How do we deal with a prolonged “shutdown” of normal activity in light of a pandemic like the Coronavirus? That is a question parents the world over are grappling with right now. With little time to plan or prepare, we are entering uncharted territory. For many of us, access to unlimited online resources that are being widely shared on social media can be overwhelming. For many, the idea of trying to homeschool one or more children while “teleworking” or managing a home is daunting at best.
Here are five ways you can make the most of this time with your kids at home (and naturally, use Arabic along the way):
For parents of multilingual children, libraries can be a great resource, although non-English titles in North American libraries can be limited. But that's changing, as librarians are becoming more attuned to their community's needs and the increasing diversity of cultures and languages spoken across the US and Canada.
Arabic children's books are increasingly making an appearance, much to the delight of parents on the hunt for resources to reinforce their children's understanding of Arabic. While some libraries do a great job of advertising these diverse titles, many community members still don't know they have access to multilingual books.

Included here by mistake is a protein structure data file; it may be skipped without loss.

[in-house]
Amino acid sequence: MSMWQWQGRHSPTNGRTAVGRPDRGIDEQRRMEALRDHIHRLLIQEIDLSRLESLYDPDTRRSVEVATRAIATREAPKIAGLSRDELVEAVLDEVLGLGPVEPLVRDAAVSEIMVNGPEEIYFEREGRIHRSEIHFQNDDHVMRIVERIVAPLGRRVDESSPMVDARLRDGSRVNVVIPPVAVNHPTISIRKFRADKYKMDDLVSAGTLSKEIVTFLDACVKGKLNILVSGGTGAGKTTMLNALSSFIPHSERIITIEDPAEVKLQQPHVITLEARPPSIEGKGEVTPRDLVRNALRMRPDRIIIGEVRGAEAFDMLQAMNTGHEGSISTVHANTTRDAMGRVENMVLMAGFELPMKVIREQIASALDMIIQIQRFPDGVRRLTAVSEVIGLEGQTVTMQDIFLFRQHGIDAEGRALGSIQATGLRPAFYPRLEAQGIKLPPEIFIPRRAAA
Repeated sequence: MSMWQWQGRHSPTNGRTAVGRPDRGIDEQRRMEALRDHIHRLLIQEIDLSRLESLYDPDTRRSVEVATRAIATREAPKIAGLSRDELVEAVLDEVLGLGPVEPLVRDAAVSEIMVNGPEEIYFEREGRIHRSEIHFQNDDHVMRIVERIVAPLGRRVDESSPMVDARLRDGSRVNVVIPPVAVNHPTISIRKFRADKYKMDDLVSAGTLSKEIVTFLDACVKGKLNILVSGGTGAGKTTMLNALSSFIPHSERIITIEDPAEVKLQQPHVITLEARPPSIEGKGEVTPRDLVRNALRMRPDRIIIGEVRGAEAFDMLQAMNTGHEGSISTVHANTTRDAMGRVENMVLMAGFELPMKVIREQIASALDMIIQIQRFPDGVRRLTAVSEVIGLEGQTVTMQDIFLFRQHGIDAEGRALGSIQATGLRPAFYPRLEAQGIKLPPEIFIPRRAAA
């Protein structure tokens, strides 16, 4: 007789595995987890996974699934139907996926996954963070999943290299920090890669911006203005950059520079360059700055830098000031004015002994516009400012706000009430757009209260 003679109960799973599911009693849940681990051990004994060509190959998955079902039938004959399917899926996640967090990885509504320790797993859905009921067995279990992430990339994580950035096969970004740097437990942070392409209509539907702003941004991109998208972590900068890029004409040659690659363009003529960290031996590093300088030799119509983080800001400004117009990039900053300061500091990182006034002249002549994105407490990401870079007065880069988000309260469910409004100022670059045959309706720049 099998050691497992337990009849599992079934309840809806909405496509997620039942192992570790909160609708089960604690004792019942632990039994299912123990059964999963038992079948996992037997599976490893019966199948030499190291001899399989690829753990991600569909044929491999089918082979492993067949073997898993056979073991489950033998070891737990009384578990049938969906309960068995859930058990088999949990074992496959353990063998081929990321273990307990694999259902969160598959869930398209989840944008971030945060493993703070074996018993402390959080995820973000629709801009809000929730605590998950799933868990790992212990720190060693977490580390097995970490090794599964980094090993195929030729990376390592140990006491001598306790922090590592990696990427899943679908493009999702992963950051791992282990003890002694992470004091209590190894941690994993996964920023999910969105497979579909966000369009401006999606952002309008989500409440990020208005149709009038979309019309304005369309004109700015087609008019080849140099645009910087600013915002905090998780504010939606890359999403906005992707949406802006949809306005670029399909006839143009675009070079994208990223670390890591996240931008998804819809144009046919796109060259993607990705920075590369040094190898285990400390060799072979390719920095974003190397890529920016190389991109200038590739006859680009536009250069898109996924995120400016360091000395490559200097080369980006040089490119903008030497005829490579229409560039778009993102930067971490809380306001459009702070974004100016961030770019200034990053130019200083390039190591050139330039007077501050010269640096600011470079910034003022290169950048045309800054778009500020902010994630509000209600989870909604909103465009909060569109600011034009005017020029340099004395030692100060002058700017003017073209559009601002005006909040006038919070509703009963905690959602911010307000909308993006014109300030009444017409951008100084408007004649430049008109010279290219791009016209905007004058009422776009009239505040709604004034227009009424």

We know that reading doesn’t begin at school or when kids are old enough to spell out the words on a page. Reading begins when a child is just a few months old and reading becomes part of their daily routine, most likely as they cuddle up with a parent for bedtime.
When kids are too young to read or even speak, parents should focus on making reading fun and enjoyable. But what about when kids have other distractions that may not keep them as engaged as they once were? We have found these steps help us keep our kids engaged in Arabic reading.